Shabbat Ki Tisa 5774–Shabbat Torah Study–What Is That Smell?

The centerpiece of this week’s Parasha is the mystifying story of the golden calf. However, the Parasha also includes the mystifying list of ingredients God identifies for the incense to be burned in the Tabernacle before God would dwell in it. Stacte, onycha and galbanum and other herbs were mixed with pure frankincense (Exodus 30:34) to make the most wonderful fragrance of the incense burned in the holy of holies—the Ketoret (that we refer to at the end of the Ein Keloheynu Piyyut). Each of the ingredients independently has a unique and beautiful fragrance except one—the galbanum. Galbanum is reputed to have a foul and disgusting odor. Why would God include something disagreeable in the mix?

Our Sages relate a beautiful lesson from this. Each of the ingredients in the Ketoret represented a different type of person. Each type of person is holy and precious – or has the potential to be. A person perceived of as disgusting may have something beautiful to offer and it is our job to find that beauty. In other words, there is really no such thing as disgusting. Everything and everyone has a purpose. A recipe is not complete and the outcome will not be the same if any ingredient is missing. As a community, it is incumbent on each of us to reach out and be inclusive. Diversity is an important value in our faith. We are better in every way when we are fully inclusive of everyone in the community because each person has something to contribute and each person is a special and unique ingredient in God’s holy recipe of humanity.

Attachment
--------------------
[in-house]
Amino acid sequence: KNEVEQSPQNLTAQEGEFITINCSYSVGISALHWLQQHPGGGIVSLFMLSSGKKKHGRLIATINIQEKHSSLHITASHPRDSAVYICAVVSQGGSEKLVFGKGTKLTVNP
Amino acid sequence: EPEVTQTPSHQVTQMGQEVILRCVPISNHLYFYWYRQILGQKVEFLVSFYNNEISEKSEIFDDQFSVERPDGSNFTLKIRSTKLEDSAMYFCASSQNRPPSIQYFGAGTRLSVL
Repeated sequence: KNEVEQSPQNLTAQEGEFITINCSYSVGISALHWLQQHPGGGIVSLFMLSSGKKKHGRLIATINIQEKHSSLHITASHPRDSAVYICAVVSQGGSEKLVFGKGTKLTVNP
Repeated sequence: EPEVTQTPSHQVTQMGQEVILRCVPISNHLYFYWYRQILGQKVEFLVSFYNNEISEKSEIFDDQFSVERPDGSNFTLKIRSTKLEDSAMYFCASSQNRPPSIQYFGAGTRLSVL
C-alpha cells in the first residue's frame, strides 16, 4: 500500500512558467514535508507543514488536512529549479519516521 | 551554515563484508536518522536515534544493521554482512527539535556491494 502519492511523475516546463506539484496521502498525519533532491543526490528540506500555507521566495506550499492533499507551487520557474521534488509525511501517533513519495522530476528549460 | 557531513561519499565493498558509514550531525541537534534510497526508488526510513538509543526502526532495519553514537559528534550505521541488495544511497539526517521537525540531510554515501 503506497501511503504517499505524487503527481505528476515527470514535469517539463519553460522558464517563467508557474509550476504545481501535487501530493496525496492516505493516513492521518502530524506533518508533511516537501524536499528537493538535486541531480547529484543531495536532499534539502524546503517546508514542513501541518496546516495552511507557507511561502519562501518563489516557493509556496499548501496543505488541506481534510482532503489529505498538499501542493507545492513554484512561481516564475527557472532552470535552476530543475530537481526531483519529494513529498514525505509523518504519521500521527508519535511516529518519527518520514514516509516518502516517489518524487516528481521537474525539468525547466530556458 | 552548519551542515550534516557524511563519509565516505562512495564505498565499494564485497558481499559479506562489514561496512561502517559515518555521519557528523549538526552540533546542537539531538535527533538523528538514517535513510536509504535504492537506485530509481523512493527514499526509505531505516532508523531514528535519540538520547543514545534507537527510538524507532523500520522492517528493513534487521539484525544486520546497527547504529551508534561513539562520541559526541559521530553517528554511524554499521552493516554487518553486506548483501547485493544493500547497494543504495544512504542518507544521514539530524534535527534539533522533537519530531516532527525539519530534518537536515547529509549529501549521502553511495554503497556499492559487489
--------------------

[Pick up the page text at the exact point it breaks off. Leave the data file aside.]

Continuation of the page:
This Shabbat we will learn with Ruth Bergman about the golden calf, an udderly fascinating topic. I am going to want to milk this session for all it is worth. Please join us.

Shabbat Shalom,

Paul

P.S. Feel free to forward this e-drash and encourage others to participate. Our teachers are amazing. Feel free to review past e-drashot at https://paulmagy.wordpress.com. Remember, I am a volunteer. The opinions expressed herein are my own, but I do hope you agree. If you don’t, I hope you will tell me because I enjoy the feedback. It is authentically Jewish to express your opinion and I enjoy learning from your comments.

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